Baseball parks appear in the $2.2 billion Alaska capital budget, along with money for hockey rinks, ice fishing and hundreds of other specifics. But there is nothing in the law about spending $10.5 million on new tennis courts in Anchorage. The only evidence of the tennis court appropriation is a misleading backup document kept from the public until early June, nearly two months after the Alaska Legislature adjourned.
Credit this to the secrecy and poor scheduling that marks the way legislators dole out dough for their favorite construction projects in the final hours of the legislative session. Over time, members of both parties perfected the practice of backroom deals, but the Republicans are in power at the moment, which puts them at the controls as the choices begin to get much tougher.
Even with $100-a-barrel oil, the state is running a deficit because of declining oil production and the huge oil tax cut those same legislators approved this year.
Little legislative scrutiny
Shrinking capital budgets are coming and the public deserves a more transparent system that shows budget discipline, an ability to set priorities and creates a trail of accountability. That would be the best insurance against a state law that allegedly funds new tennis courts while not mentioning tennis courts.
The weakness in the system grows out of a long-established habit by legislators of waiting until the final days of the session before deciding on construction projects. This leaves no time for the public to question what is missing or comment on the dozens of projects slipped into the budget at the last minute.
Many projects get little scrutiny, as legislators do not challenge the wisdom of appropriations others want to bestow on their districts.
One state document that reveals this institutional attitude is a legislative budget guide that says when a capital project in a district does not use all the money available, the money is customarily re-appropriated to that district.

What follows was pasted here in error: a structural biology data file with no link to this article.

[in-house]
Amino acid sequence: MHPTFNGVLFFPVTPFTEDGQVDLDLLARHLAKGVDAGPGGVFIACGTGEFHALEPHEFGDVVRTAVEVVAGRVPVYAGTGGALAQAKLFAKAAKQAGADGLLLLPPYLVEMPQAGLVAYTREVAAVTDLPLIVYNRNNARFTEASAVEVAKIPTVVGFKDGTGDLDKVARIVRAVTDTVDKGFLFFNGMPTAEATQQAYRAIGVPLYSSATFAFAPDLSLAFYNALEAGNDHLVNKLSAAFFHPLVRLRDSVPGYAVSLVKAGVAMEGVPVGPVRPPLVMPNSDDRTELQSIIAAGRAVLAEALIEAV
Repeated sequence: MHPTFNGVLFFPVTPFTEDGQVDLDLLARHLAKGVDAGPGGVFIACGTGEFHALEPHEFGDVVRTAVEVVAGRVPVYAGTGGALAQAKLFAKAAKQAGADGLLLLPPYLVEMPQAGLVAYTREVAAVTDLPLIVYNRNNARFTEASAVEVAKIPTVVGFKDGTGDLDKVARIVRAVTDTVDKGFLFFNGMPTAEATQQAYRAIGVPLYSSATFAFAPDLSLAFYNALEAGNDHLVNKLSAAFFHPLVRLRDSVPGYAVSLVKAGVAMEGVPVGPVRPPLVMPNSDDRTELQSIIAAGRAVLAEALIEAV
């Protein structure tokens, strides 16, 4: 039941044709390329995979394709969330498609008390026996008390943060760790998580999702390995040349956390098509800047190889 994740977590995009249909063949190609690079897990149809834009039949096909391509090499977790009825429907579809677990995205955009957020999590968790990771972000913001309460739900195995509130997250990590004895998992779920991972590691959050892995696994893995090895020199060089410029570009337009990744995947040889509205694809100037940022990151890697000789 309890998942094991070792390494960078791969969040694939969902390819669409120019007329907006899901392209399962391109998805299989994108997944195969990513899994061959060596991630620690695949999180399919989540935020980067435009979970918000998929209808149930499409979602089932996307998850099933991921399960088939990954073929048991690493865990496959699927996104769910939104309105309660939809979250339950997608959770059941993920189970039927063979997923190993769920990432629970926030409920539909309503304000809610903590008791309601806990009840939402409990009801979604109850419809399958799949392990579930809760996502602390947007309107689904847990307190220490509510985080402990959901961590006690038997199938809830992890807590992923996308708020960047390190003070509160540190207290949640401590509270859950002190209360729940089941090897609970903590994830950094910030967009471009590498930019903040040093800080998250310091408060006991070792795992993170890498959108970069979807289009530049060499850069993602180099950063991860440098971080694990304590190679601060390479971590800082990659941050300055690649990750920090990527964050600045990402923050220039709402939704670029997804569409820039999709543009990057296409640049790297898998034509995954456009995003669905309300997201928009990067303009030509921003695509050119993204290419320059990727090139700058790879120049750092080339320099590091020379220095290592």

“The unwritten rule with regard to capital projects in any particular legislator’s district is ‘hands off my money,’” the guide says. “This is not required by law, but helps maintain civility.”
Backup materials produced by legislators and advocates are used to justify some of the projects added in the final days, but the full details are not available to the public until after the capital budget has been approved. By then, it is too late to correct errors or debate assumptions. That’s what happened with the tennis money.
Expansion of ice arena?
The Senate placed $28.3 million in the capital budget for “Project 80s critical and deferred maintenance,” referring to the many Anchorage public facilities built in the 1980s, including Sullivan Arena, the Performing Arts Center and the Egan Convention Center.
In the state House, Rep. Lindsey Holmes, an Anchorage Republican, asked Rep. Bill Stoltze, who was in charge of the capital budget in that body, to put tennis money into the budget. Holmes did so with the backing of the tennis association and Anchorage Mayor Dan Sullivan. Part of the tension over this is that the Anchorage Assembly did not ask for tennis courts and that there are other Project 80s buildings in need of maintenance.
In any event, Stoltze increased the Project 80s number for “critical and deferred maintenance” from $28.3 million to $37 million. Since this took place shortly before adjournment, there was no serious review.
Within the text of the backup document, which was not available to the public, was a note that said the tennis courts would be an expansion of the Dempsey Anderson Ice Arena.
Building new courts next to a building is not “deferred and critical maintenance,” but Holmes, Sullivan and the rest of the tennis advocates say the language is close enough. The argument that this backup document shows what the legislators intended is not convincing.
First, many legislators who voted for the budget had no inkling that they were funding tennis courts.
Second, the public was not provided anything but the line in the bill about maintenance.
Much of this could have been avoided by adding three words to the budget, saying the $37 million was for critical and deferred maintenance and tennis courts. But that didn’t happen.
The real issue is not about whether the tennis courts should be funded, but about the appropriate steps to get any project funded by the state. One easy change would be to require a cooling-off period and a public hearing, making all budget amendment information available to the public days before the final vote.
That would serve the state well.